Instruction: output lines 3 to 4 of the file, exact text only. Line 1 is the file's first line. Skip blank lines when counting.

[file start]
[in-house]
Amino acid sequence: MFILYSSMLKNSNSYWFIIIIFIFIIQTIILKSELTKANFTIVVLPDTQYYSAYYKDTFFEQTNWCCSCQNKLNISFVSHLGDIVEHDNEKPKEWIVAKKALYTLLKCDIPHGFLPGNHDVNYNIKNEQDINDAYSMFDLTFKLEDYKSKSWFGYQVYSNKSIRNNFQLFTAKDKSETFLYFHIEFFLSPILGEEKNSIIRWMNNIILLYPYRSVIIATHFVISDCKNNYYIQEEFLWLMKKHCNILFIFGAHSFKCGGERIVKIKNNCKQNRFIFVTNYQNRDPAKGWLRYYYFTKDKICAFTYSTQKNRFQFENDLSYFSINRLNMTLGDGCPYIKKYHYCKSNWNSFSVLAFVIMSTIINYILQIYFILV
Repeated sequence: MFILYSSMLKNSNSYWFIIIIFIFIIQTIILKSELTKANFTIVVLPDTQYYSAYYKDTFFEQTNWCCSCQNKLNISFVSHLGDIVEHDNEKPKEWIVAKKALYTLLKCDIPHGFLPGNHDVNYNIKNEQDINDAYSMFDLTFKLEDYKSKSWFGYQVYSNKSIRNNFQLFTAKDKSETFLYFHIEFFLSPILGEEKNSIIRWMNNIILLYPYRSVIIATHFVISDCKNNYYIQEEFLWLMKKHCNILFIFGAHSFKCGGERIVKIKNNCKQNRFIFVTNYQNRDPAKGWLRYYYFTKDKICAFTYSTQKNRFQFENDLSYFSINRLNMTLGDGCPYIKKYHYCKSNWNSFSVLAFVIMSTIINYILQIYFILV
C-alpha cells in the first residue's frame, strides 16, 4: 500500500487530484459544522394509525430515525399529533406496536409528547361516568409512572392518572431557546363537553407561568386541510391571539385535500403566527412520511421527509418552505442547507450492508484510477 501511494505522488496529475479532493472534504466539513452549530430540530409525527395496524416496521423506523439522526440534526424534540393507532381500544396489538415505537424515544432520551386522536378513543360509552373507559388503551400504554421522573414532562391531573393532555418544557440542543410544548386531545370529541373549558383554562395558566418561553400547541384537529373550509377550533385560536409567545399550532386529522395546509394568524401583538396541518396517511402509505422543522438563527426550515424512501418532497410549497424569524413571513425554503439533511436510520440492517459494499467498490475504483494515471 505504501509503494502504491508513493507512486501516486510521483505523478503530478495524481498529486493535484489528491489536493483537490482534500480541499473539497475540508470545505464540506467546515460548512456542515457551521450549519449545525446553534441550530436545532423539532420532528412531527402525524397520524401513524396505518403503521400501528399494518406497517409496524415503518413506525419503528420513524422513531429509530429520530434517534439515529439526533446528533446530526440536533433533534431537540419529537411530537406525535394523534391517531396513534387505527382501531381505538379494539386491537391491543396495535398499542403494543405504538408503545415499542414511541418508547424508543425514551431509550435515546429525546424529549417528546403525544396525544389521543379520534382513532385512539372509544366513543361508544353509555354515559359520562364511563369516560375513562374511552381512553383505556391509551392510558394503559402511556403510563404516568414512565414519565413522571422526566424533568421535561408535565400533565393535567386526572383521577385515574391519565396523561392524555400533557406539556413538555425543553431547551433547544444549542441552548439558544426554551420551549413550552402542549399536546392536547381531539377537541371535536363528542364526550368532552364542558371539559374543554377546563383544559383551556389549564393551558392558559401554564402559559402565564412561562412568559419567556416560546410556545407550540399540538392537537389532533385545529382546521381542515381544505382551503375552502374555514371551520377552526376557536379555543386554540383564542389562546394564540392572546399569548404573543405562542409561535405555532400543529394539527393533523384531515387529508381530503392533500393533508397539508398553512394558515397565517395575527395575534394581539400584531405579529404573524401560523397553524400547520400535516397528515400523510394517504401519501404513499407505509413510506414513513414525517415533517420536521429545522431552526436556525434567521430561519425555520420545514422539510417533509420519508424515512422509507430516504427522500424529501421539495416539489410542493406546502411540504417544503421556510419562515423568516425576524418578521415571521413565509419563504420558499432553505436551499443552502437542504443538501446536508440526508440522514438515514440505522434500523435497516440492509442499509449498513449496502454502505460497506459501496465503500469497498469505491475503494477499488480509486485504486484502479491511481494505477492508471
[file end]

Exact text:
Repeated sequence: MFILYSSMLKNSNSYWFIIIIFIFIIQTIILKSELTKANFTIVVLPDTQYYSAYYKDTFFEQTNWCCSCQNKLNISFVSHLGDIVEHDNEKPKEWIVAKKALYTLLKCDIPHGFLPGNHDVNYNIKNEQDINDAYSMFDLTFKLEDYKSKSWFGYQVYSNKSIRNNFQLFTAKDKSETFLYFHIEFFLSPILGEEKNSIIRWMNNIILLYPYRSVIIATHFVISDCKNNYYIQEEFLWLMKKHCNILFIFGAHSFKCGGERIVKIKNNCKQNRFIFVTNYQNRDPAKGWLRYYYFTKDKICAFTYSTQKNRFQFENDLSYFSINRLNMTLGDGCPYIKKYHYCKSNWNSFSVLAFVIMSTIINYILQIYFILV
C-alpha cells in the first residue's frame, strides 16, 4: 500500500487530484459544522394509525430515525399529533406496536409528547361516568409512572392518572431557546363537553407561568386541510391571539385535500403566527412520511421527509418552505442547507450492508484510477 501511494505522488496529475479532493472534504466539513452549530430540530409525527395496524416496521423506523439522526440534526424534540393507532381500544396489538415505537424515544432520551386522536378513543360509552373507559388503551400504554421522573414532562391531573393532555418544557440542543410544548386531545370529541373549558383554562395558566418561553400547541384537529373550509377550533385560536409567545399550532386529522395546509394568524401583538396541518396517511402509505422543522438563527426550515424512501418532497410549497424569524413571513425554503439533511436510520440492517459494499467498490475504483494515471 505504501509503494502504491508513493507512486501516486510521483505523478503530478495524481498529486493535484489528491489536493483537490482534500480541499473539497475540508470545505464540506467546515460548512456542515457551521450549519449545525446553534441550530436545532423539532420532528412531527402525524397520524401513524396505518403503521400501528399494518406497517409496524415503518413506525419503528420513524422513531429509530429520530434517534439515529439526533446528533446530526440536533433533534431537540419529537411530537406525535394523534391517531396513534387505527382501531381505538379494539386491537391491543396495535398499542403494543405504538408503545415499542414511541418508547424508543425514551431509550435515546429525546424529549417528546403525544396525544389521543379520534382513532385512539372509544366513543361508544353509555354515559359520562364511563369516560375513562374511552381512553383505556391509551392510558394503559402511556403510563404516568414512565414519565413522571422526566424533568421535561408535565400533565393535567386526572383521577385515574391519565396523561392524555400533557406539556413538555425543553431547551433547544444549542441552548439558544426554551420551549413550552402542549399536546392536547381531539377537541371535536363528542364526550368532552364542558371539559374543554377546563383544559383551556389549564393551558392558559401554564402559559402565564412561562412568559419567556416560546410556545407550540399540538392537537389532533385545529382546521381542515381544505382551503375552502374555514371551520377552526376557536379555543386554540383564542389562546394564540392572546399569548404573543405562542409561535405555532400543529394539527393533523384531515387529508381530503392533500393533508397539508398553512394558515397565517395575527395575534394581539400584531405579529404573524401560523397553524400547520400535516397528515400523510394517504401519501404513499407505509413510506414513513414525517415533517420536521429545522431552526436556525434567521430561519425555520420545514422539510417533509420519508424515512422509507430516504427522500424529501421539495416539489410542493406546502411540504417544503421556510419562515423568516425576524418578521415571521413565509419563504420558499432553505436551499443552502437542504443538501446536508440526508440522514438515514440505522434500523435497516440492509442499509449498513449496502454502505460497506459501496465503500469497498469505491475503494477499488480509486485504486484502479491511481494505477492508471